3. Amaki M, Savino J, Ain DL, Sanz J, Pedrizzetti G, Kulkarni H, et al. Diagnostic concordance of echocardiography and cardiac magnetic resonance-based tissue tracking for differentiating constrictive pericarditis from restrictive cardiomyopathy. Circ Cardiovasc Imaging. 2014 Sep. 7(5):819-27. [Medline].

  4. Schlant RC, Alexander RW, eds. The Heart. McGraw-Hill; 1994. 1637-45.

  5. Higano ST, Azrak E, Tahirkheli NK, Kern MJ. Hemodynamic rounds series II: hemodynamics of constrictive physiology: influence of respiratory dynamics on ventricular pressures. Catheter Cardiovasc Interv. 1999 Apr. 46(4):473-86. [Medline].

  6. Towbin JA. Inherited Cardiomyopathies. Circ J. 2014 Sep 2. [Medline].

  7. Peled Y, Gramlich M, Yoskovitz G, Feinberg MS, Afek A, Polak-Charcon S, et al. Titin mutation in familial restrictive cardiomyopathy. Int J Cardiol. 2014 Jan 15. 171(1):24-30. [Medline].

  8. [Guideline] Lindenfeld J, Albert NM, Boehmer JP, et al, for the Heart Failure Society of America. HFSA 2010 Comprehensive Heart Failure Practice Guideline. J Card Fail. 2010 Jun. 16(6):e1-194. [Medline].

  9. Davies MJ, Mann JM. Systemic pathology. The Cardiovascular System. 1995. Vol 10: 1409-16.

  10. Wald DS, Gray HH. Restrictive cardiomyopathy in systemic amyloidosis. QJM. 2003 May. 96(5):380-2. [Medline].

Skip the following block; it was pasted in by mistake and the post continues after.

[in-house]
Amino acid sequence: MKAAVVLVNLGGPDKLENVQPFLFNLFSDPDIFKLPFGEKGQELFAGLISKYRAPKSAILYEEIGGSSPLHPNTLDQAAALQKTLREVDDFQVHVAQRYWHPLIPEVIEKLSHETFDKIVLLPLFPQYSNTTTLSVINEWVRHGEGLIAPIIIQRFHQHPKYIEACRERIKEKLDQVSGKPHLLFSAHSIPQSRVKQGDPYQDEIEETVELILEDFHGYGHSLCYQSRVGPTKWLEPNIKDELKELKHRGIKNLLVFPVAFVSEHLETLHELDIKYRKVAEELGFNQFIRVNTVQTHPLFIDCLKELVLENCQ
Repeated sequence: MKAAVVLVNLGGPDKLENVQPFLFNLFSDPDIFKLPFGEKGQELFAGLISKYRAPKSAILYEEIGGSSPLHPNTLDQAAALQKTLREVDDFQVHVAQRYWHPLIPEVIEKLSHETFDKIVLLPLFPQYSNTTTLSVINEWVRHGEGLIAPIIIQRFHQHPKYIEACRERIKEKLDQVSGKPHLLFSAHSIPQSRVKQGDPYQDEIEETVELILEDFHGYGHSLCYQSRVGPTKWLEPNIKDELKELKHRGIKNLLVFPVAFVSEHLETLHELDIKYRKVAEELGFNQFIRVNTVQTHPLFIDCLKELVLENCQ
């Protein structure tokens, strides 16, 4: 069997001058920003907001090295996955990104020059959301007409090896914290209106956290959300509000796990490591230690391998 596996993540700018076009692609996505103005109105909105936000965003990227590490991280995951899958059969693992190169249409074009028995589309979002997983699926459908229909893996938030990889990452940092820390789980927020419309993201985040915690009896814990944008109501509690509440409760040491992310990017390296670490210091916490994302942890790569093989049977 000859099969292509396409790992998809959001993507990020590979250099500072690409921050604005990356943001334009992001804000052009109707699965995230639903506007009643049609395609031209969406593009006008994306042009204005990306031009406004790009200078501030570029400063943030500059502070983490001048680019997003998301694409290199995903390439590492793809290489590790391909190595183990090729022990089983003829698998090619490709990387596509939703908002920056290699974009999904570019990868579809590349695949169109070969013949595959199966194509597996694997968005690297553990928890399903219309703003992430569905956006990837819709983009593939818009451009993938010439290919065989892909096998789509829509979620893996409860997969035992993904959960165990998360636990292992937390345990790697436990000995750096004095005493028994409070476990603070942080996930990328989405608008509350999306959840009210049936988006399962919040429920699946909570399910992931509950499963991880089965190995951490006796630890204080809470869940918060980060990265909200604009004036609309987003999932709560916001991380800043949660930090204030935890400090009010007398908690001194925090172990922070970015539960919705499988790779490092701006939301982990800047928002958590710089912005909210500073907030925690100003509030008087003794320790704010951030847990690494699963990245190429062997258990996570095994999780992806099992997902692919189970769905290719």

11. Sasaki N, Garcia M, Ko HH, Sharma S, Parness IA, Srivastava S. Applicability of published guidelines for assessment of left ventricular diastolic function in adults to children with restrictive cardiomyopathy: an observational study. Pediatr Cardiol. 2014 Sep 6. [Medline].

  12. Braunwald E, Abelmann WH. Atlas of Heart Diseases. 1994. Vol 2.: 53-61.

  13. Leya FS, Arab D, Joyal D, Shioura KM, Lewis BE, Steen LH, et al. The efficacy of brain natriuretic peptide levels in differentiating constrictive pericarditis from restrictive cardiomyopathy. J Am Coll Cardiol. 2005 Jun 7. 45(11):1900-2. [Medline].

  14. Tintinalli JE, Kelen GD, Stapczynski JS, eds. Emergency Medicine: A Comprehensive Study Guide. McGraw-Hill; 2004. 381.

  15. Topilsky Y, Pereira NL, Shah DK, et al. Left ventricular assist device therapy in patients with restrictive and hypertrophic cardiomyopathy. Circ Heart Fail. 2011 May. 4(3):266-75. [Medline].

  16. Uriel N, Vainrib A, Jorde UP, Cotarlan V, Farr M, Cheema FH. Mediastinal radiation and adverse outcomes after heart transplantation. J Heart Lung Transplant. 2010 Mar. 29(3):378-81. [Medline].